At our small business startup workshop, The Right Foot, we have the privilege of chatting with budding business owners–entrepreneurs with a big idea, a big dream, and a big future. Many of them go on to launch. But some of them choose to hold off from starting a new business, feeling the time isn’t quite right yet.
We’ve collected some of the most common reasons our workshop attendees give us for waiting, and below we suggest some ways to hurdle these small business barriers and get your venture off the ground when the time is right.
How to Address the Top Six Reasons for not Starting a Small Business
- Lack of support from spouse/family network
Communication, communication, communication (from the start!) is the best way to help family members feel comfortable with–and hopefully excited about–your business idea. Because they know you well, they can shape your vision and give you honest feedback. And they should be well aware of the potential risks and rewards related to your venture. If your spouse isn’t on board with possible risks such as limited income initially, or using savings to start up the business, you may need to spend more time addressing contingency plans for meeting personal living expenses. Or you may need to revisit your business plan and facilitate additional communication until you can answer your family’s questions and reassure them.
- Intellectual Property barriers to entry
Protecting your original ideas, designs, and processes is critical to success. But patents can be expensive and difficult to obtain. Research whether your intellectual property can be safeguarded by copyrights and trademarks, which are less cumbersome to obtain yet also provide a variety of protections.
- Insufficient collateral to securitize loan
For many entrepreneurs, gaining access to financing is a gateway to starting a small business. Without sufficient collateral, you may not be able to close a loan of the size needed to fund your launch. If you have the option, the bank may accept a cosigner for the loan, with sufficient collateral, who is willing to be liable in the case of default. A small number of lenders also offer “no collateral” loan programs. Prepare to secure a loan with these eight steps to land a small business loan.
- Lack of industry experience or technical skills
Perhaps your entrepreneurial cart got before the horse, and you got very excited about starting a business in an area you don’t have significant practical knowledge of. We don’t recommend jumping into a venture without significant preparation, but all is not lost! Many future small business owners go spend time working in the industry to gain the skills and inside knowledge they need while refining their plan. For industry experience, you could invite an industry expert to join your advisory board. The danger in bringing on outside experts as employees or board members is that, without the skill or knowledge needed to run the business and understand the product or service, a business owner could lose credibility within the industry or even with their own employees. Worse yet, if the employees quit, the entire business may fold. We recommend having a solid base of knowledge and skills in the area of your business prior to launch.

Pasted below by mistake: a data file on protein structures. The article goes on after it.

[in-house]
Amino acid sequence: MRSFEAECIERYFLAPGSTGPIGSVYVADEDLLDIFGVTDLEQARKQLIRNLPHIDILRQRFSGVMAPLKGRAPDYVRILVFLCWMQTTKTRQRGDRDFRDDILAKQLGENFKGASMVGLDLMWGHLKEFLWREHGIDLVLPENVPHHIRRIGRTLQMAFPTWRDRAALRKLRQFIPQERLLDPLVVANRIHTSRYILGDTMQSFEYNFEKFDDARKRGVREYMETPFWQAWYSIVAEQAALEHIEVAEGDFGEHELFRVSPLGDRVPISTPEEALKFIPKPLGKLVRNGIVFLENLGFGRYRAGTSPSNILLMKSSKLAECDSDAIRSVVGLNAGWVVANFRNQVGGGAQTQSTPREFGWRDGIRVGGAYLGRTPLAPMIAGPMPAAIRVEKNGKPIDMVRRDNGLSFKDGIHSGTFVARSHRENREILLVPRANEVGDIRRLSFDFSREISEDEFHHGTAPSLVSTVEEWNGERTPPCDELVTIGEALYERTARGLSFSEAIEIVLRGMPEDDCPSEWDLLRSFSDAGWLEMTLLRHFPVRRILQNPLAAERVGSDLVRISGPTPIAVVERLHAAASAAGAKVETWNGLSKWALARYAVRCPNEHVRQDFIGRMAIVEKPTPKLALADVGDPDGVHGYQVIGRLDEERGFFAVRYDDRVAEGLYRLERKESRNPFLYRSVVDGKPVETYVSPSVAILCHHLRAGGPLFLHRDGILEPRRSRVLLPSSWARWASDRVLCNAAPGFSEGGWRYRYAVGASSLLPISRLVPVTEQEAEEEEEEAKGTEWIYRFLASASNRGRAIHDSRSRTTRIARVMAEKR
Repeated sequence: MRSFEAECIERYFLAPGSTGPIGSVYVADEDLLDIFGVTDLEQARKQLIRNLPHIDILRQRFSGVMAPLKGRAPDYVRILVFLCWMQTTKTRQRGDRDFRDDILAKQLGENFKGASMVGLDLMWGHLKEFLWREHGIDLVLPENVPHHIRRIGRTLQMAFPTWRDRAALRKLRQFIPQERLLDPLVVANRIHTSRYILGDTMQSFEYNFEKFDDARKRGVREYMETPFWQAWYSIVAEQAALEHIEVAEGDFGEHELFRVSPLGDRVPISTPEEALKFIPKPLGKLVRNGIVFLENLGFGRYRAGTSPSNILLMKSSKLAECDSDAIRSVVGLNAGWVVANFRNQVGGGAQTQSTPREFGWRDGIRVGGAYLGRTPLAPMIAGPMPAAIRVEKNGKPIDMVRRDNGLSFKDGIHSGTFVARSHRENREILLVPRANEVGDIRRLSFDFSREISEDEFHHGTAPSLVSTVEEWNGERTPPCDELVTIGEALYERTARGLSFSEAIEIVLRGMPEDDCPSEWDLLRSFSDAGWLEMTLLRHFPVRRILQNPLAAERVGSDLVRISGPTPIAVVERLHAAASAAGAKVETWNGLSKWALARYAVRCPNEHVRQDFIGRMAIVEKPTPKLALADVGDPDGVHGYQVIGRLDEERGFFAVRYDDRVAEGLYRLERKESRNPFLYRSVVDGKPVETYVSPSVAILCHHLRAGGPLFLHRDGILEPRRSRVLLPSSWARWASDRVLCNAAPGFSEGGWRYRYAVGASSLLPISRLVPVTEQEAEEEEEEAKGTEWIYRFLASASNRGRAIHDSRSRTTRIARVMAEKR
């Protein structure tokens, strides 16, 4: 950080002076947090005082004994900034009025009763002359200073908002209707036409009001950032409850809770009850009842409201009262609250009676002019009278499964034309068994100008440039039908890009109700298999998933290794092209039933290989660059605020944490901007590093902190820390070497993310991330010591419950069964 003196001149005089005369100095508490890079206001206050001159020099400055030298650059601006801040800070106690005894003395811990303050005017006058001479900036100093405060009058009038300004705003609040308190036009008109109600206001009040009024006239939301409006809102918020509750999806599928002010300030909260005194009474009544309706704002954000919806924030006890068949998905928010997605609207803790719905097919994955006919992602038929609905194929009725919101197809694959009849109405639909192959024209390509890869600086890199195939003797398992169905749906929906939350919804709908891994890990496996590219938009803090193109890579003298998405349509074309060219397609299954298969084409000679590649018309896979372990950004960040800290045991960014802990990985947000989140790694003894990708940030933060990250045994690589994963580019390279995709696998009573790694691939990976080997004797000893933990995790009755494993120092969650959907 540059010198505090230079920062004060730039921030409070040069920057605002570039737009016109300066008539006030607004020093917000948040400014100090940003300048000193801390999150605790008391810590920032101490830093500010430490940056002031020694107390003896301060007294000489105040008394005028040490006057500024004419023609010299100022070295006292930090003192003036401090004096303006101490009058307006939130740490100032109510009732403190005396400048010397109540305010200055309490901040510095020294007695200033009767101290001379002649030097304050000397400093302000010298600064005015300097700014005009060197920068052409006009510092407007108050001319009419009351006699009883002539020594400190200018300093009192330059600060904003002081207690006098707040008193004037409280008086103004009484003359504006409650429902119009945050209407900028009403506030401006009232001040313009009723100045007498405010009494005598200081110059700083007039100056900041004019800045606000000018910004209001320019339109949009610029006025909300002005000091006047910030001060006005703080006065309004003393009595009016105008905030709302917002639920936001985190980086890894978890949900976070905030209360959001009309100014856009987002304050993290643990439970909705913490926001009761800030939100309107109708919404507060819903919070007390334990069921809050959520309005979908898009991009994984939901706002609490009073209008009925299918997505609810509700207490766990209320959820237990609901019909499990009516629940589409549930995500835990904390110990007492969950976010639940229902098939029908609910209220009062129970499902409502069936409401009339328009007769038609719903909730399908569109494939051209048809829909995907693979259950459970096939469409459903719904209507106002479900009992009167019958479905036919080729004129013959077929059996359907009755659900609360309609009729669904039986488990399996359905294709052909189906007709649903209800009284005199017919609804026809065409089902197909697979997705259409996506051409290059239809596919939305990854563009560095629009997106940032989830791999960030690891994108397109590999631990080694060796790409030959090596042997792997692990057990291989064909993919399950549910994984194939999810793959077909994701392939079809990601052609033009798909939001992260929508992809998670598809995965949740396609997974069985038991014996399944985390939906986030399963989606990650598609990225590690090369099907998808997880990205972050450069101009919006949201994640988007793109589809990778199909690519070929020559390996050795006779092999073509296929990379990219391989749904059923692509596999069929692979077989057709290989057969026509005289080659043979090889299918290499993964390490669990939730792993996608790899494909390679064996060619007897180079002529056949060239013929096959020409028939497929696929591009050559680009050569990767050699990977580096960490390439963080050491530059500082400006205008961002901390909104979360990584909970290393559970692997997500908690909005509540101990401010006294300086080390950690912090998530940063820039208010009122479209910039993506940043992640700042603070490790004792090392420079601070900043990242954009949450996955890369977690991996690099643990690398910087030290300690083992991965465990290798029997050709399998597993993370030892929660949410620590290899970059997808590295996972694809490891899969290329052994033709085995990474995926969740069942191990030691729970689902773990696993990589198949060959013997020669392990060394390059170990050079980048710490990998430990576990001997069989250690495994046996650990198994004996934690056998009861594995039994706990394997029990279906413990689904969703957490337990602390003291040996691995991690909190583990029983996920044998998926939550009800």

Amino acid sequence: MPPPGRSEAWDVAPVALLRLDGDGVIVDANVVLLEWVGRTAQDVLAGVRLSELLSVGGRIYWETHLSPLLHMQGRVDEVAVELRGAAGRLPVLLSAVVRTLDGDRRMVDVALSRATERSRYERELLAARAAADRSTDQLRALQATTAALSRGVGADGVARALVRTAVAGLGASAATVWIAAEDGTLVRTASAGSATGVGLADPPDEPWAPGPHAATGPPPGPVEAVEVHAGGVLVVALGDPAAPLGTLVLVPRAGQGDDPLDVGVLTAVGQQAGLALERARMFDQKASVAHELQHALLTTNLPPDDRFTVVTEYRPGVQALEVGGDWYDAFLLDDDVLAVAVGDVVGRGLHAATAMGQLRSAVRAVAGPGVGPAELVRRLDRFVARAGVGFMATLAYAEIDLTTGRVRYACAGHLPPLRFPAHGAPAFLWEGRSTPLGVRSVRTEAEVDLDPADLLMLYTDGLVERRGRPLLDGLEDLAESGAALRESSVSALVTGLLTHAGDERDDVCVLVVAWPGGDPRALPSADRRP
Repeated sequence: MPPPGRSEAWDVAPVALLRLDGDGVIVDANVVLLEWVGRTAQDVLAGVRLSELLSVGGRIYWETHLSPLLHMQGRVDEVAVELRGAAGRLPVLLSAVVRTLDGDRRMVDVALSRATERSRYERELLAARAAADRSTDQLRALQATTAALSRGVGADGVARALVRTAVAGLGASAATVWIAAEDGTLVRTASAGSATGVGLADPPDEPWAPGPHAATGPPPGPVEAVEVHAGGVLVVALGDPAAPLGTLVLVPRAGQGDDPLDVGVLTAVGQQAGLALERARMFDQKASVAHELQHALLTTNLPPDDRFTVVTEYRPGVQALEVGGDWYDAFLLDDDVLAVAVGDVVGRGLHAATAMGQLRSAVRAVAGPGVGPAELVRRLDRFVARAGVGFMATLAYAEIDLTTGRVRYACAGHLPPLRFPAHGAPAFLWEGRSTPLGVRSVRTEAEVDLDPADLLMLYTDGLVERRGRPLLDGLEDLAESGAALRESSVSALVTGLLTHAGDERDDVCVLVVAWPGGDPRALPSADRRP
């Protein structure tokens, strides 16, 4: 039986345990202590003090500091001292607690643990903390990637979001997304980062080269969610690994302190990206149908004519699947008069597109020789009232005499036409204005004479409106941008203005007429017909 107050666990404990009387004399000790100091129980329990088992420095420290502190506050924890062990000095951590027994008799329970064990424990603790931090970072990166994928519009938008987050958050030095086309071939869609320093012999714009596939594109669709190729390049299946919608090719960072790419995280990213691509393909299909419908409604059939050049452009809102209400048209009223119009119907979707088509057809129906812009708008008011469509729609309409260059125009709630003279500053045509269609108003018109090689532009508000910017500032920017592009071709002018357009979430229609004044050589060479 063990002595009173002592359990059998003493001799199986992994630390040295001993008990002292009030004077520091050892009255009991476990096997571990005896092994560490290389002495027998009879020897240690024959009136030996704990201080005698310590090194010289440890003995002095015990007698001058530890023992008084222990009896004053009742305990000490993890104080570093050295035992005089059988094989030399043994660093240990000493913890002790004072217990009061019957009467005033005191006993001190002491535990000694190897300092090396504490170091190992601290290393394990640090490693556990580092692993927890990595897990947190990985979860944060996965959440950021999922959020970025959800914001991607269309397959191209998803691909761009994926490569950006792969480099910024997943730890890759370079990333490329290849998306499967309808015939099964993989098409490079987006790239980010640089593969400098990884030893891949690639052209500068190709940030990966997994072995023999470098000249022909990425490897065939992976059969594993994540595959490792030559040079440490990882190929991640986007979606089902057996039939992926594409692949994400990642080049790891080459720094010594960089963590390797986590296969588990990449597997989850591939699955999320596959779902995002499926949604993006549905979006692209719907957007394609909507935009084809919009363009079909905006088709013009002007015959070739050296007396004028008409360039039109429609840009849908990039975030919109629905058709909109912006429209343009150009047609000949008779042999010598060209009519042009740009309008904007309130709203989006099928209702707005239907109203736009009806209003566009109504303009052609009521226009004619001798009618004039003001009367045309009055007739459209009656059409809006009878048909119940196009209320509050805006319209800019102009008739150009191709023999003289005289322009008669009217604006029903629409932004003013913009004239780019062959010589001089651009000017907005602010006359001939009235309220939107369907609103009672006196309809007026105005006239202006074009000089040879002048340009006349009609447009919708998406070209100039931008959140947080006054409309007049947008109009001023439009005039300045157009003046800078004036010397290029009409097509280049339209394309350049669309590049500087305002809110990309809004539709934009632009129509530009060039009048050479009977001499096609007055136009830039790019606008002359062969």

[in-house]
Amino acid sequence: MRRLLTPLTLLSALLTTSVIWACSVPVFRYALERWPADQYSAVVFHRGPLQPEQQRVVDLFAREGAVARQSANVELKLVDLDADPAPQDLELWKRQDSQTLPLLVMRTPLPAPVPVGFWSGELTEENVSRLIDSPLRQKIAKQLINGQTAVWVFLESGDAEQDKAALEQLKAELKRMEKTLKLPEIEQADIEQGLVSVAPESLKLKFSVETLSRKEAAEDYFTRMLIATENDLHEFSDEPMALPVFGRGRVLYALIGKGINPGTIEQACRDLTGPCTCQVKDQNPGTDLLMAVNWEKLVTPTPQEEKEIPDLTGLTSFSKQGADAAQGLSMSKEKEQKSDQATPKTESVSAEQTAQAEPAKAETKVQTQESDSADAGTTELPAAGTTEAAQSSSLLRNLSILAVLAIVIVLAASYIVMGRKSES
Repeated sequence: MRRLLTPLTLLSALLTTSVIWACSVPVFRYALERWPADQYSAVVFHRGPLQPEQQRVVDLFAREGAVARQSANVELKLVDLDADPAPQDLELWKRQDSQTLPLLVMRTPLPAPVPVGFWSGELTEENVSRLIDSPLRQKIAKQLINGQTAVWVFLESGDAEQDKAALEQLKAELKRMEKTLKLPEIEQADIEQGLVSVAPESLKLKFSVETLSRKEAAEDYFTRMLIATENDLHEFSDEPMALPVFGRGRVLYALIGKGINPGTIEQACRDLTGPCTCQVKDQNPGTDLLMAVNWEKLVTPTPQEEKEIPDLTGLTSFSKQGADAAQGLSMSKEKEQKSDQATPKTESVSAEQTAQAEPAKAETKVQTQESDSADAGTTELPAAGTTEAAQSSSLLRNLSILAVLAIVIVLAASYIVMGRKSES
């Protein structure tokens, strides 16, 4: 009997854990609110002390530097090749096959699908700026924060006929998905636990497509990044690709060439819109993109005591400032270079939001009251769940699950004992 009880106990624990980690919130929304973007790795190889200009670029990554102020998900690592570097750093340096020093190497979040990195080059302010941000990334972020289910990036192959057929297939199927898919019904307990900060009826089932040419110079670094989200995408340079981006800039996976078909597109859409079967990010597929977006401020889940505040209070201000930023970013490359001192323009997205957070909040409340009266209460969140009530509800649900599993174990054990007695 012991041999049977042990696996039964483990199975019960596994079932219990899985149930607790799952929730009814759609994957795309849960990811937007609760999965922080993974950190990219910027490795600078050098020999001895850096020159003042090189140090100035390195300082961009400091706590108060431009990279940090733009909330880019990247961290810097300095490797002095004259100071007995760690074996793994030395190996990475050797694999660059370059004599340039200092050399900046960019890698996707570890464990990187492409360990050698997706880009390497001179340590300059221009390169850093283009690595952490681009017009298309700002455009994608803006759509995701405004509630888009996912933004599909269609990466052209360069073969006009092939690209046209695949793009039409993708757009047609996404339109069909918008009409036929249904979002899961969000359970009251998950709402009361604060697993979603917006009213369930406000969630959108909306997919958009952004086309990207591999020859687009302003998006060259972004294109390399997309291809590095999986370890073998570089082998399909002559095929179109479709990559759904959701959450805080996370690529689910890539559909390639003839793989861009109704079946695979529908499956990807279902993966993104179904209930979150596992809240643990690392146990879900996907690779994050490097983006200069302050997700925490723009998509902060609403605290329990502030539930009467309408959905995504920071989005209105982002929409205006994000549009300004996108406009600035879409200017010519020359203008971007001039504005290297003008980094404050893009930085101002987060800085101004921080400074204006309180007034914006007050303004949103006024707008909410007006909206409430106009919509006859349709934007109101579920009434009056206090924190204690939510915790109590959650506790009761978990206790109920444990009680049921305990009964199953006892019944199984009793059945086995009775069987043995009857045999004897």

- Saturated market
If you have a business idea but your market research indicates many other entrepreneurs have started similar businesses that meet similar needs, this is a strong signal to modify your business proposition. Perhaps there’s a niche within the market that no one else is serving. Or you may need to scrap your original idea and generate ideas in a completely different area. Still set on jumping in with your original idea? Gain an immediate presence in the market with existing customers, cash flow and brand identity by acquiring one of your competitors.
- Can’t find the right location
While less relevant for online businesses or service-based businesses, vehicular and foot traffic can make or break it for a retail business. The success of a location can be impacted by customer convenience, parking, highway access, complementary service providers, and even loading docks. For non-retail businesses who have special requirements for size, such as some light industrial or manufacturing businesses, consider subletting from larger facilities with surplus space. Overall, it’s worth being patient for the optimal location, so consider reaching out to nearby city employees, real estate agents, and industry colleagues–you never know who might have a lead on the perfect spot.
Surmounting a few of these barriers is a great way to prepare to be a small business owner! If you’ve attended The Right Foot business startup workshop and still aren’t sure how to navigate a small business obstacle, our no-cost, one-on-one business counseling can help you get a great start.